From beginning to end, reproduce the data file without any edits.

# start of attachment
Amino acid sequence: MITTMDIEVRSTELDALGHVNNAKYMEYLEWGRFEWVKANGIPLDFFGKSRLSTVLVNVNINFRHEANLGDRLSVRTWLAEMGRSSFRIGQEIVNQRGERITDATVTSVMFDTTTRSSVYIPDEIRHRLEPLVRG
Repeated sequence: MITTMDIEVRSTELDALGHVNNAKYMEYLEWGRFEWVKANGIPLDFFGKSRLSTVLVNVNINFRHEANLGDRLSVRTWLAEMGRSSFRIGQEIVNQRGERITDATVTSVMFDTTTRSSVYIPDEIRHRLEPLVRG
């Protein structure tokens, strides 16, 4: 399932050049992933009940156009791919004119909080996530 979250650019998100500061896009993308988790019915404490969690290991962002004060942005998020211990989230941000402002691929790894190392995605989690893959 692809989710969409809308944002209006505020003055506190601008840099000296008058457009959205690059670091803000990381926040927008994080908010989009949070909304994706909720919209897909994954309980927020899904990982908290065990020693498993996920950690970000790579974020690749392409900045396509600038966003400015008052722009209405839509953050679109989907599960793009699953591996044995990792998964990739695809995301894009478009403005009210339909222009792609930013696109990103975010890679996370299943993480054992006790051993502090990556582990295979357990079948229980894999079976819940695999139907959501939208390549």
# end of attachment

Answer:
Amino acid sequence: MITTMDIEVRSTELDALGHVNNAKYMEYLEWGRFEWVKANGIPLDFFGKSRLSTVLVNVNINFRHEANLGDRLSVRTWLAEMGRSSFRIGQEIVNQRGERITDATVTSVMFDTTTRSSVYIPDEIRHRLEPLVRG
Repeated sequence: MITTMDIEVRSTELDALGHVNNAKYMEYLEWGRFEWVKANGIPLDFFGKSRLSTVLVNVNINFRHEANLGDRLSVRTWLAEMGRSSFRIGQEIVNQRGERITDATVTSVMFDTTTRSSVYIPDEIRHRLEPLVRG
């Protein structure tokens, strides 16, 4: 399932050049992933009940156009791919004119909080996530 979250650019998100500061896009993308988790019915404490969690290991962002004060942005998020211990989230941000402002691929790894190392995605989690893959 692809989710969409809308944002209006505020003055506190601008840099000296008058457009959205690059670091803000990381926040927008994080908010989009949070909304994706909720919209897909994954309980927020899904990982908290065990020693498993996920950690970000790579974020690749392409900045396509600038966003400015008052722009209405839509953050679109989907599960793009699953591996044995990792998964990739695809995301894009478009403005009210339909222009792609930013696109990103975010890679996370299943993480054992006790051993502090990556582990295979357990079948229980894999079976819940695999139907959501939208390549």